Scottish retailers have seen footfall rise for the third month in a row though the number of vacant shop units has also increased.
The latest report from the Scottish Retail Consortium (SRC) and Springboard – published today – shows footfall numbers were 1.1 per cent higher in April, year-on-year, but the store vacancy rate hit 10.4 per cent, up from 9.7 per cent earlier this year.
Less encouraging is the spike in the shop vacancy rateDavid Lonsdale
The rise in vacancies, which is above the UK average, is partly being put down to the expiry of many leases at the end of the financial year.
Industry bosses are calling on the Scottish Government to step up its town centres plan to improve accessibility, create more affordable parking and ease the cost of doing business. The increase in footfall in Scotland comes as there is a fall in the UK average.
SRC director David Lonsdale said: “Like the curate’s egg, these figures are excellent in part. Footfall in Scotland’s shopping destinations has sprouted for a third successive month.
“Indeed, shopper footfall has shown positive growth in Scotland in ten of the last 12 months, outshining the rest of the UK and at a time when the popularity of online retailing has never been greater.
“Less encouraging, though, is the spike in the shop vacancy rate in our town centres. Vacancies have risen for a second successive quarter and with one in every ten retail premises now empty, the vacancy rate in Scotland now lies a smidgen above that of the UK as a whole.
“The SRC wants to see further momentum injected into the government’s town centres agenda.”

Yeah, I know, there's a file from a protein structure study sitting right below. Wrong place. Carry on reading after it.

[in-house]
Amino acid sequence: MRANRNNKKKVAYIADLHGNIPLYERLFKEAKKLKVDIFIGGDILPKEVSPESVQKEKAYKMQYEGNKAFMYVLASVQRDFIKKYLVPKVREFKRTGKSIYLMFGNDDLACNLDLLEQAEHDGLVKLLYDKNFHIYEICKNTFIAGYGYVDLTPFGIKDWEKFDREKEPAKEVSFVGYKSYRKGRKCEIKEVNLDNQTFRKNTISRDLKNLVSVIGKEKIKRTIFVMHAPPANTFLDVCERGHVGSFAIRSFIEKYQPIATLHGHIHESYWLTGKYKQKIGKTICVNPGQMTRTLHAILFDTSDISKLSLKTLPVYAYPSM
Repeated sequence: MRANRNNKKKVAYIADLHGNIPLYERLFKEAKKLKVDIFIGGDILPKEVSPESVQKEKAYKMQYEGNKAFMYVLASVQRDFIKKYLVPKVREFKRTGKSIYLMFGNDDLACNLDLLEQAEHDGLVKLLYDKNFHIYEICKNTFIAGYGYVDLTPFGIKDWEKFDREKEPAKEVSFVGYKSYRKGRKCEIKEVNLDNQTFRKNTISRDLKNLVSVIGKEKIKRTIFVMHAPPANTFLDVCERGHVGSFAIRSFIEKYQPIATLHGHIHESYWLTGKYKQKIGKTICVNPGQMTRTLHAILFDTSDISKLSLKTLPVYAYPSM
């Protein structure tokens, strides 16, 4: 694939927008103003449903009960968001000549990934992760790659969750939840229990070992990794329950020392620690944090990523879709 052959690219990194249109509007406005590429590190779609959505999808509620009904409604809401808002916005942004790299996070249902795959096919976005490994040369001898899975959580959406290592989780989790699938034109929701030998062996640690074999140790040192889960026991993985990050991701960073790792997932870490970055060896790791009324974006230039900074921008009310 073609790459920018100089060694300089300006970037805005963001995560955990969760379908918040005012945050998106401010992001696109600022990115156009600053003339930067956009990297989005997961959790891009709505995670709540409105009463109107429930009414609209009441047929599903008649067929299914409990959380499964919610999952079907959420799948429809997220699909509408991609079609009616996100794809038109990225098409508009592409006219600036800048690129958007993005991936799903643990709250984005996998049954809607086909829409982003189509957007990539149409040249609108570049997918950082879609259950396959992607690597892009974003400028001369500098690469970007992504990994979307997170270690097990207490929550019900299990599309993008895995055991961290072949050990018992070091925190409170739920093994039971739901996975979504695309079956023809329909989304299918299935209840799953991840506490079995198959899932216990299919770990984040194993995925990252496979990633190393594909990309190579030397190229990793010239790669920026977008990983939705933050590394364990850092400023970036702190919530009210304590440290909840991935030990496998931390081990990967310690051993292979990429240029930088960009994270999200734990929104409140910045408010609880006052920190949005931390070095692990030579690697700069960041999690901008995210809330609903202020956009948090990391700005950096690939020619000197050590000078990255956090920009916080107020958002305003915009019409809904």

Diane Wehrle, retail insights director at Springboard, added: “The major downside for Scotland in April is a significant increase in its vacancy rate from 9.7 per cent, to 10.4 per cent over the three months from January, and for the first time since April 2014 it is now higher than the prevailing UK rate of 10.2 per cent.
“The sudden rise in the vacancy rate in Scotland is likely to be an indication of the adverse impact of the increasing number of retail leases that are expiring, offering retailers an opportunity to vacate units that are no longer in viable trading locations.
“The fact that this has impacted on Scotland’s towns and cities to a greater degree than the UK as a whole despite the growth of omni-channel shopping behaviour suggests a more challenging trading period ahead.”
She added that a polarisation of shopper activity noted in the last report was continuing, with the increase in footfall of 9.5 per cent in Scotland’s out-of-town retail parks being “far more significant” than a modest rise of 0.5 per cent across the UK.
Many of those extra visitors appear to have come from traditional shopping centres where footfall fell by 5.1 per cent.